Nail avulsion and chemical matricectomy
- Barbara M Mathes, MD, FACP, FAAD
Barbara M Mathes, MD, FACP, FAAD
- Clinical Associate, Dermatology
- University of Pennsylvania
- Secretary Treasurer
- American Academy of Dermatology
- Section Editors
- Russell S Berman, MD
Russell S Berman, MD
- Section Editor — Skin and Soft Tissue Surgery
- Chief of Surgical Oncology
- New York University Langone Medical Center
- Robert P Dellavalle, MD, PhD, MSPH
Robert P Dellavalle, MD, PhD, MSPH
- Section Editor — Dermatology
- Professor of Dermatology and Public Health
- Denver VA Medical Center, University of Colorado School of Medicine and Colorado School of Public Health
Nail disorders, particularly ingrown, incurved, pincer, hypertrophic, infected, and painful nails, are common conditions in adults (picture 1A-C) . Although abnormalities of nails can be disfiguring, it is usually pain that brings the patient to the clinician. Most asymptomatic nail disorders affect the toenails, but the fingernails can be affected as well. A variety of relatively simple approaches to nail problems can prevent or alleviate symptoms, and others may correct or cure the underlying problem.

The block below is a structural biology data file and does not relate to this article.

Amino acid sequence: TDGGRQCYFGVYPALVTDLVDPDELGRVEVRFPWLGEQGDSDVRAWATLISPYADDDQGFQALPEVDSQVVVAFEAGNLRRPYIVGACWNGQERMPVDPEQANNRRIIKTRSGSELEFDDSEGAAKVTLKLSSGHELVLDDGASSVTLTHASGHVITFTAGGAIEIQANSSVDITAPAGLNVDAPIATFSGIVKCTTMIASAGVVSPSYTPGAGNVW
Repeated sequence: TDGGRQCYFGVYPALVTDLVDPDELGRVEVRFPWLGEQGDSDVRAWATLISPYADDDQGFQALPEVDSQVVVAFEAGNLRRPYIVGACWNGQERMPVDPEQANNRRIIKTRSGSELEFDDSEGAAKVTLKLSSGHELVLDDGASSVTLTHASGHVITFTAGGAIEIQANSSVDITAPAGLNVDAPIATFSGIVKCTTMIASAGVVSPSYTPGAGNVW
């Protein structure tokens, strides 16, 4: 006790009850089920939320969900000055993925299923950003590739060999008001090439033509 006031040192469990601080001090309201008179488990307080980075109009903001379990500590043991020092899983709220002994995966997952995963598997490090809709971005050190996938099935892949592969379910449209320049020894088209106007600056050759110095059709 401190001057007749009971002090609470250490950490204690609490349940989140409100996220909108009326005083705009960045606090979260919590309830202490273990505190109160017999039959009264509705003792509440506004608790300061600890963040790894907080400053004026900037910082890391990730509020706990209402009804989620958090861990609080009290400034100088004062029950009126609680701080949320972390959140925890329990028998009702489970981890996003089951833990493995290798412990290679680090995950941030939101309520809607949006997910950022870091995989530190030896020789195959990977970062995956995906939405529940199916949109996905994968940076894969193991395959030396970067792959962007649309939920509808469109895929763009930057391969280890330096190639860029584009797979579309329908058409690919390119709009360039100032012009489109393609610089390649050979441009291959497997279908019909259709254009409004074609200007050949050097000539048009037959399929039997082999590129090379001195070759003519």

Nail anatomy and common office procedures performed on the nails are described here. The principles of nail biopsy and surgery are discussed separately. Nail disorders and routine treatment of ingrown toenails are also reviewed separately.
●(See "Overview of nail disorders".)
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